Energy Efficiency is Gaining a Seat at the Corporate Table
The benefits of energy efficiency – and the software that increases effectiveness of such efforts — are obvious. That’s why it seems strange that getting organizations to adopt even simple measures is a struggle.
But the times are changing. A good example of the progress energy intelligence software (EIS) is making was a deal announced last week between EnerNOC and Longo Brothers Fruit Markets, a 31-store chain in the Toronto area. “What is interesting about these types of deals is that more and more business decision makers are viewing energy as a controllable expense that can really be a competitive differentiator,” said EnerNOC Senior Director of Marketing Sarah McAuley.
Making money is difficult. The alternative – spending less of what you do have – generally is a bit easier. “When you think about grocery stores and similar industries and the razor thin margins they operate on where, saving a dollar of energy is the equivalent of selling [something like] $25 worth of groceries,”McAuley said. When think of energy through that lens suddenly it is a lot more compelling to think of new and interesting ways to be more strategic about how you are managing this major cost input into our business.”
It is not clear cut, however. While it is common sense to take companywide steps such as ensuring that equipment is turned off when not needed and LEDs installed, it is not always done. McAuley pointed to studies that show that economic justification in the form of quick return on investment (ROI) and other metrics is high for energy projects – but that they still struggle to get buy-in from executives.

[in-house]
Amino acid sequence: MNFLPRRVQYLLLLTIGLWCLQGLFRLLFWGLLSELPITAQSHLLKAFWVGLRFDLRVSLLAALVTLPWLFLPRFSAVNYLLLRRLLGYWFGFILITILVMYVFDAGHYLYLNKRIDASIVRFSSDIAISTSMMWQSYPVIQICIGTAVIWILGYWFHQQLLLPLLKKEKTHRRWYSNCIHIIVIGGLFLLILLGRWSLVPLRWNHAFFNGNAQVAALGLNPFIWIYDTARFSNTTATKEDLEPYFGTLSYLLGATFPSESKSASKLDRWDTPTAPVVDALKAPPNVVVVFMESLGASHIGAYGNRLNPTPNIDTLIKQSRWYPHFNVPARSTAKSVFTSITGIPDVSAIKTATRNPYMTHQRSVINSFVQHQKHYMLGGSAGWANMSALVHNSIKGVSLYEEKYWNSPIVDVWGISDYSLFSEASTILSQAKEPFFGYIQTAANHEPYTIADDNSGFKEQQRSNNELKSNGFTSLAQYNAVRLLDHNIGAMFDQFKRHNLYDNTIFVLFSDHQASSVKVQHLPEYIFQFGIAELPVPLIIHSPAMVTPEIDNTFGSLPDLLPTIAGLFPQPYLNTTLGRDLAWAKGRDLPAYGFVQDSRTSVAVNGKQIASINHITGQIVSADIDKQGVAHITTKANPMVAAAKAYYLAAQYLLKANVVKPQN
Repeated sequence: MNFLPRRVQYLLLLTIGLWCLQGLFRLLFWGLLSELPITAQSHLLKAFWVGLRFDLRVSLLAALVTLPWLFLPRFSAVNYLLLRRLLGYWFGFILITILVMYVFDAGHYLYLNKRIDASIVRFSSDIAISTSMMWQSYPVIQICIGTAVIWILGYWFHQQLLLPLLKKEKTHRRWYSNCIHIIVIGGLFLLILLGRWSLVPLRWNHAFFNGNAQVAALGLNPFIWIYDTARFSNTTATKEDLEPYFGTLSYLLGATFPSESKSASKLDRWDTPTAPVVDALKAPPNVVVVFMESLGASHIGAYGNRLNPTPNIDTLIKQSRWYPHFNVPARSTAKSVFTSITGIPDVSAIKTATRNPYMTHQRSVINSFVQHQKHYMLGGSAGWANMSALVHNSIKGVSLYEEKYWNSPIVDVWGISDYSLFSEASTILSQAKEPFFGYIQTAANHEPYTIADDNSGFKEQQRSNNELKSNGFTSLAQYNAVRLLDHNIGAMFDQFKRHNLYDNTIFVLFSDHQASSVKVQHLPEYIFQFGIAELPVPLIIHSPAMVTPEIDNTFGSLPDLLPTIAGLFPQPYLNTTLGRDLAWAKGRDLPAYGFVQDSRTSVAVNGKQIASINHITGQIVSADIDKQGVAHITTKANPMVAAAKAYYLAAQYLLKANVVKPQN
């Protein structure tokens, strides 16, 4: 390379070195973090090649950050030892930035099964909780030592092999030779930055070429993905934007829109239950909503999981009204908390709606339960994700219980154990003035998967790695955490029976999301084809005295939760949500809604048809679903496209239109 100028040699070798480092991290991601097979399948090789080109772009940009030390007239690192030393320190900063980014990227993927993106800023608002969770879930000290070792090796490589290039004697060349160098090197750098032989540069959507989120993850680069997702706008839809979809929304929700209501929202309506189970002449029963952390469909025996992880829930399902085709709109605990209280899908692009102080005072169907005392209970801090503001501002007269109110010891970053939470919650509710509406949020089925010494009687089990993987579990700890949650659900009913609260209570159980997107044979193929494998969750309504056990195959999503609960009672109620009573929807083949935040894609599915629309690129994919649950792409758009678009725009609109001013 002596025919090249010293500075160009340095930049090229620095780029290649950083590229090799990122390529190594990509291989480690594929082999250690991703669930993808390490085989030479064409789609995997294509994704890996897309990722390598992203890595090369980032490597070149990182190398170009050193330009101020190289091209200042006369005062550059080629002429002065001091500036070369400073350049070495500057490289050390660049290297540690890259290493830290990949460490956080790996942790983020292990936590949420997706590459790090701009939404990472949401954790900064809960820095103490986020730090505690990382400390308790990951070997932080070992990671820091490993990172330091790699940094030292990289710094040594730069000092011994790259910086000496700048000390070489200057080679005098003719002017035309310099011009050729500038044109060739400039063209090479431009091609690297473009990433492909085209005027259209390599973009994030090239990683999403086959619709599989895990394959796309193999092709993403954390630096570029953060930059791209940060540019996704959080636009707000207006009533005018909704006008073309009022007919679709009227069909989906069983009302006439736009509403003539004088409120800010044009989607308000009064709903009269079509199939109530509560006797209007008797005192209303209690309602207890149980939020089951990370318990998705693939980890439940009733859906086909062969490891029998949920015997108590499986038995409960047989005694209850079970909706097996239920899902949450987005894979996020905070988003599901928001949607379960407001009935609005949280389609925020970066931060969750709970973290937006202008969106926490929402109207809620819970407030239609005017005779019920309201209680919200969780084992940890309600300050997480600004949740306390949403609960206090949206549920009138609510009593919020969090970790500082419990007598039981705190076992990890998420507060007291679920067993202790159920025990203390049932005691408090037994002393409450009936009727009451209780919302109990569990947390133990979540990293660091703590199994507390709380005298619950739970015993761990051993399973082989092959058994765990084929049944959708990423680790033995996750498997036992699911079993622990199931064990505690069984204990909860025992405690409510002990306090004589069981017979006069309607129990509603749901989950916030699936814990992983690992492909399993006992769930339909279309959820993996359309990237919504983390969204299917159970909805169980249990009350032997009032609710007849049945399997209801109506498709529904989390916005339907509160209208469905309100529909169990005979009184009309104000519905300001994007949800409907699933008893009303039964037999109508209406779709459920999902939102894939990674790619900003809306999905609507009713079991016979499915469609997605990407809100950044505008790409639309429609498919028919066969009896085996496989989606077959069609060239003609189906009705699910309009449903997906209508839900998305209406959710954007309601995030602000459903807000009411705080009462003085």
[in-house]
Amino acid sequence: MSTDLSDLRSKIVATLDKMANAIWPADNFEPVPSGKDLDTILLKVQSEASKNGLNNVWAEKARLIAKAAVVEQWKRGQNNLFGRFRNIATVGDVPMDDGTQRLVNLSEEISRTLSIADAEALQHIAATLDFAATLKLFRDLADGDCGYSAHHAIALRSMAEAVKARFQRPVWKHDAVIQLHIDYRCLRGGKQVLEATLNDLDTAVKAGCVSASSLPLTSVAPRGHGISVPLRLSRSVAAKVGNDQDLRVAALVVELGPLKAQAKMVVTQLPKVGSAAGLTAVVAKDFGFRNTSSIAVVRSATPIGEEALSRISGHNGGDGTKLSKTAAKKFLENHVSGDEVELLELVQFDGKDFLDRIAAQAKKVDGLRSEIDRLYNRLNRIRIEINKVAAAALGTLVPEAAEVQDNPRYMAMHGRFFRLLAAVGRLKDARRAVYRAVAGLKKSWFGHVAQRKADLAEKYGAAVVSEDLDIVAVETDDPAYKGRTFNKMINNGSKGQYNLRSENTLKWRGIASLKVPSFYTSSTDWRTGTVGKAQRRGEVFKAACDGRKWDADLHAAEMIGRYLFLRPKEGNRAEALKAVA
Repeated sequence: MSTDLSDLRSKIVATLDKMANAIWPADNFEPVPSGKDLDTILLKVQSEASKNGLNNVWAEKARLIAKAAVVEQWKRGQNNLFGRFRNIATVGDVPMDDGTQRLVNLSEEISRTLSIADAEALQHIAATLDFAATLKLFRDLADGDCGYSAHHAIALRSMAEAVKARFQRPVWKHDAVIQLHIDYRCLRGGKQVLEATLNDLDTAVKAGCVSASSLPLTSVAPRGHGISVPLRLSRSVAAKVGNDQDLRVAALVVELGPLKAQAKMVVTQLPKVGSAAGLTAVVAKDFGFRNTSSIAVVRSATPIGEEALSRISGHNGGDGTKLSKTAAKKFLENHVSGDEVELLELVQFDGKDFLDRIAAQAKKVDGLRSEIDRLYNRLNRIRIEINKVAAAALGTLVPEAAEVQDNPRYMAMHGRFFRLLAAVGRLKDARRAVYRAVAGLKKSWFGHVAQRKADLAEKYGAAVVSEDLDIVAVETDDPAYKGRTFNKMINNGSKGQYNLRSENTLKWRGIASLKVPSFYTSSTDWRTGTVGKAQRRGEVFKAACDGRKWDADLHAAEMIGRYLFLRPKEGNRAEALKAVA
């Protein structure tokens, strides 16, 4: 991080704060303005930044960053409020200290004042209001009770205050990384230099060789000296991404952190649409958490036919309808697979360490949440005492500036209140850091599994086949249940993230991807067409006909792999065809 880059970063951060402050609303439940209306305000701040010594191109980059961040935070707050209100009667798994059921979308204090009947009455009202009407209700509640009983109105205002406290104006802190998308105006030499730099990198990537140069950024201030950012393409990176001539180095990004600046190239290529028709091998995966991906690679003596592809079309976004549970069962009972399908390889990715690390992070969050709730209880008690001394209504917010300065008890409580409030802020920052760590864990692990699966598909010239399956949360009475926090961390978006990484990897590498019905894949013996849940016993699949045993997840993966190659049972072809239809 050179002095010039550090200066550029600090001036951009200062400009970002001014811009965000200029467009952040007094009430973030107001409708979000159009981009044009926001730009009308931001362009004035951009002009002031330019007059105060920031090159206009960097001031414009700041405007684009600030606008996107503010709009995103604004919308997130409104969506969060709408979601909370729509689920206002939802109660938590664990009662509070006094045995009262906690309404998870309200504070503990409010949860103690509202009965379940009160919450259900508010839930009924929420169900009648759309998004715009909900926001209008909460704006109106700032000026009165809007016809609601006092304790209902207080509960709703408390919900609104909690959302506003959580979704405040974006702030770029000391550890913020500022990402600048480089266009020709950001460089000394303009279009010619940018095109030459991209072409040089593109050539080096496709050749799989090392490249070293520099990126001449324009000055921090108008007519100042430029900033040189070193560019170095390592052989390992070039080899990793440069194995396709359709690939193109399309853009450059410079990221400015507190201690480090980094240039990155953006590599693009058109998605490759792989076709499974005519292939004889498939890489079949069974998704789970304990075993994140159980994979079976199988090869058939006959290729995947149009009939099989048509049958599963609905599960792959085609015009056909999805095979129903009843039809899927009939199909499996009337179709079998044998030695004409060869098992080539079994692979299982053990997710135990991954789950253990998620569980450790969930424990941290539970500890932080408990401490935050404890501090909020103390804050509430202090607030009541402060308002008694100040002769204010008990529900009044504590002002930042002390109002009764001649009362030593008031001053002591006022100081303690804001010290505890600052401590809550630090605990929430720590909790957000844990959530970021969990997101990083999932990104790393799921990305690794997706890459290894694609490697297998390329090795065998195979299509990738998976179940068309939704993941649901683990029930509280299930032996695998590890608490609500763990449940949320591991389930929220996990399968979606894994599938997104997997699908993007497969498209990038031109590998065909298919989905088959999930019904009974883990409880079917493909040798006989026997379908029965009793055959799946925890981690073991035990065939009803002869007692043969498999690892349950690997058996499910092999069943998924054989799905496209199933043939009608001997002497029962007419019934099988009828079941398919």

Why, then, has it taken so long for energy efforts to move to the top?
One reason, McAuley said, is simply that managing energy on a corporation-wide basis is not as easy as suggesting that everyone power down their PCs before heading home. One obstacle is that the nomenclature describing power is unfamiliar to those who sign off projects. “People who are really responsible talk about ‘kilowatts” and “kilowatt hours’ and ‘BTUs,’ she said. “The people who do budgets talk in dollars. There is a disconnect.”
While projects can be fairly simple, it is easy to underestimate the complexities of rolling them out in a nationwide or multinational organization. A company with facilities in different states and regions of the country has to deal with what can be a bewildering set of rules and regulations. Furthermore, many of the financial benefits from energy efficiency programs come from utility rebates. Thus, organizations would have to determine how to deal with each on a case-by-case basis. “Energy is really complicated,” McAuley said.
The tide is changing, however. The higher profile that energy efficiency is getting is forcing executives to deal with its complexity. McAuley says that investors want to know what organizations are doing to drive efficiency and millennials choosing between employment opportunities look favorably at companies that take the issue seriously. C-level executives may not be too resistant: After all, they are just as likely to favor efficiency and, at the end of the day, the pot of gold at the end of the rainbow is savings and a healthier bottom line.
McAuley says that the sectors that are most responsive to this point are most responsive to this point are real estate, manufacturing, food retailers and, in general Fortune 1,000 companies that manage geographically dispersed holdings.
The bad news is that energy efficiency still is struggling to get a seat at the corporate table. There is plenty of upside, however, as software emerges that remove the obstacles that have slowed down progress and organizations see that both their images and bottom lines will benefit by being proactive.
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